A homeless shelter that was a focal point in Anchorage’s battle over trans rights last year has prevailed in its lawsuit from a transgender woman who says she was barred entry.
Downtown Hope Center found itself embroiled in Anchorage’s fight over keeping transgender bathroom protections in January of 2018 after Samantha Coyle said the shelter kicked her out for being transgender. However, a Monday decree between the city and the shelter this week states that the location can operate as a private shelter and turn people away based on their gender identity.
The agreement comes after a federal court issued a preliminary injunction against the city that signaled it was likely to lose in anti-discrimination case against the shelter. The city has agreed to pay the shelter $1 in damages and $100,000 in legal fees.
The case has been a hot-button issue after the shelter was dragged into the fight over Anchorage’s Proposition 1, the 2018 ballot measure that would have prevented trans people from using city bathrooms that aligned with their gender identity.
In a complaint filed to the Anchorage Equal Rights Commission, Coyle claimed the shelter discriminated against her because she is trans. The shelter, however, said it barred Coyle because she was intoxicated. Via its attorneys at the Alliance Defending Freedom (ADF), a Southern Poverty Law Center-designated anti-LGBTQ hate group, the Center stated: An “injured man dressed in a pink nightgown tried to gain access to the women’s shelter.” The statement referred to Coyle.
“The Hope Center sent the individual to the hospital to get needed care, even paying for the taxi,” ADF said in a statement.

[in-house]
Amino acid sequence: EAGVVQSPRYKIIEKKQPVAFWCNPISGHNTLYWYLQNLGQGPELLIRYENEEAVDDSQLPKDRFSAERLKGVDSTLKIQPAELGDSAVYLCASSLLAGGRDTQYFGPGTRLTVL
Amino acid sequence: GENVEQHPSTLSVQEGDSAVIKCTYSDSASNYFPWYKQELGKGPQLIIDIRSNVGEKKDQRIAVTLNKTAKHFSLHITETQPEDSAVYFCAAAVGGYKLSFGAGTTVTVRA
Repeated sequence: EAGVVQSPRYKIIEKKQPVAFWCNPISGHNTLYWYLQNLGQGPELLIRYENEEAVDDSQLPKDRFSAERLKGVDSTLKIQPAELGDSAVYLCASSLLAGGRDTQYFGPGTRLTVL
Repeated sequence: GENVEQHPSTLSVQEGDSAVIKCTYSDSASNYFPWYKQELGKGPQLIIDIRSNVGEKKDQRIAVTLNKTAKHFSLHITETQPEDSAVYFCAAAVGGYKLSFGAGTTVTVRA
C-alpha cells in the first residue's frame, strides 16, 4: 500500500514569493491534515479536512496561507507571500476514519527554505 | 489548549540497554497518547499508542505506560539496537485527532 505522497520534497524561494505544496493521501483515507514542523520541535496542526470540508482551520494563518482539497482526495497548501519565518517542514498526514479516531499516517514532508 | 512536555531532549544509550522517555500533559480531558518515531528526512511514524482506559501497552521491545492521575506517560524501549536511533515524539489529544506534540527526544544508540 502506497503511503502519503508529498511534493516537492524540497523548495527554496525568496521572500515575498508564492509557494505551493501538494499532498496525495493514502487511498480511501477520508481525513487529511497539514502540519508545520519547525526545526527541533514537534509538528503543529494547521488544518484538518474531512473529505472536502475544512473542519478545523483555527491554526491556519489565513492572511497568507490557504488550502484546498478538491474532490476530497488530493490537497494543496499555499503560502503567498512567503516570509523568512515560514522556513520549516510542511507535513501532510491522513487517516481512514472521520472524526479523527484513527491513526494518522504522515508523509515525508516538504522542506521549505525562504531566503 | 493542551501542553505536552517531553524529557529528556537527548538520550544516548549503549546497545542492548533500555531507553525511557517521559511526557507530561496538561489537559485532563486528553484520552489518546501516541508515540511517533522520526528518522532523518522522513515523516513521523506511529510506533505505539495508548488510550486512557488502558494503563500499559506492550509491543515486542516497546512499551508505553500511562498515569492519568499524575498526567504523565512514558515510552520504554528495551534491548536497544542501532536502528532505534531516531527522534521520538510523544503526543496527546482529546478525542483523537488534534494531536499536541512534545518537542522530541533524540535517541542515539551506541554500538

But while ADF claimed that Coyle’s gender identity had nothing to do with the shelter’s refusal to host her, the incident became a talking point for the campaign to repeal trans protections in anchorage. Days after the incident, Yes on 1: Protect Our Privacy, released an ad stating that if Anchorage voters failed to Pass Prop. 1, “men” would be allowed into women’s shelters.
“On January 29, a man claiming to be a woman tried to enter a shelter for abused women,” the narrator of the ad claims. “He wanted to sleep and shower with the women. Now the man is claiming gender identity discrimination and is using the Anchorage law to force his way in.”
Prop 1 ultimately failed at the ballot box, and the win for LGBTQ rights was seen as a litmus test for similar fights nationwide.
But the fight over the Downtown Hope Center, and the ad had a painful impact on the city’s transgender residents. And the shelter went to court over what it said was its right as a religious entity to skirt the city’s public accommodations rules. The shelter and ADF misgendered trans women as men.
“No woman—particularly not an abuse survivor—should be forced to sleep or disrobe next to a man,” ADF claimed in a statement.
In a statement to NBC News, the Anchorage Municipal Attorney Becky Windt Pearson said U.S. District Court Judge Sharon Gleason made clear that the city would lose its case in court.
“We had a fairly clear message from the federal court through Judge Gleason’s order that she did not think that we would prevail in our argument that downtown Hope Center fell within the definition of public accommodation,” Windt Pearson said.
The agreement in Anchorage comes at a time of national debate over trans rights in shelters. In May, the Trump administration started moving to strip Obama-era protections for trans people in federally funded shelters. But earlier this summer, the City of New York bolstered its trans shelter protections after a resident hit the city with a complaint because the relocated him to another shelter because he is trans.